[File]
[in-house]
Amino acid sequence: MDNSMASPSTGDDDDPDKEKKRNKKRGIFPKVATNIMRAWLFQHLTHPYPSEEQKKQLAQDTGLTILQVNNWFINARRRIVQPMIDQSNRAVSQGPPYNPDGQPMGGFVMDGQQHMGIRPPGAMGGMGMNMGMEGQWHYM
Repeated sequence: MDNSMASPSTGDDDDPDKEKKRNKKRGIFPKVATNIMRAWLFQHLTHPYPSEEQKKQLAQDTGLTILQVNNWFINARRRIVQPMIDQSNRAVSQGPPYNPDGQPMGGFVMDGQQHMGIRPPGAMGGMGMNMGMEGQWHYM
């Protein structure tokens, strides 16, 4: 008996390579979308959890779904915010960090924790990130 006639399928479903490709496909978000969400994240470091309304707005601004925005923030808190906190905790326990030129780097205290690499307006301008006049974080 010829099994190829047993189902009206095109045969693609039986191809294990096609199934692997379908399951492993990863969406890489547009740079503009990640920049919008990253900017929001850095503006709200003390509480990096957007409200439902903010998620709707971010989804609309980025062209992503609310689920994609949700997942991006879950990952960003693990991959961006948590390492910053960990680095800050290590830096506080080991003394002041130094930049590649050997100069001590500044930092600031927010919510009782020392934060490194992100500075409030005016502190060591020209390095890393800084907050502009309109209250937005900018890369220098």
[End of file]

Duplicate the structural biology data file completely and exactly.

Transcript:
[in-house]
Amino acid sequence: MDNSMASPSTGDDDDPDKEKKRNKKRGIFPKVATNIMRAWLFQHLTHPYPSEEQKKQLAQDTGLTILQVNNWFINARRRIVQPMIDQSNRAVSQGPPYNPDGQPMGGFVMDGQQHMGIRPPGAMGGMGMNMGMEGQWHYM
Repeated sequence: MDNSMASPSTGDDDDPDKEKKRNKKRGIFPKVATNIMRAWLFQHLTHPYPSEEQKKQLAQDTGLTILQVNNWFINARRRIVQPMIDQSNRAVSQGPPYNPDGQPMGGFVMDGQQHMGIRPPGAMGGMGMNMGMEGQWHYM
């Protein structure tokens, strides 16, 4: 008996390579979308959890779904915010960090924790990130 006639399928479903490709496909978000969400994240470091309304707005601004925005923030808190906190905790326990030129780097205290690499307006301008006049974080 010829099994190829047993189902009206095109045969693609039986191809294990096609199934692997379908399951492993990863969406890489547009740079503009990640920049919008990253900017929001850095503006709200003390509480990096957007409200439902903010998620709707971010989804609309980025062209992503609310689920994609949700997942991006879950990952960003693990991959961006948590390492910053960990680095800050290590830096506080080991003394002041130094930049590649050997100069001590500044930092600031927010919510009782020392934060490194992100500075409030005016502190060591020209390095890393800084907050502009309109209250937005900018890369220098």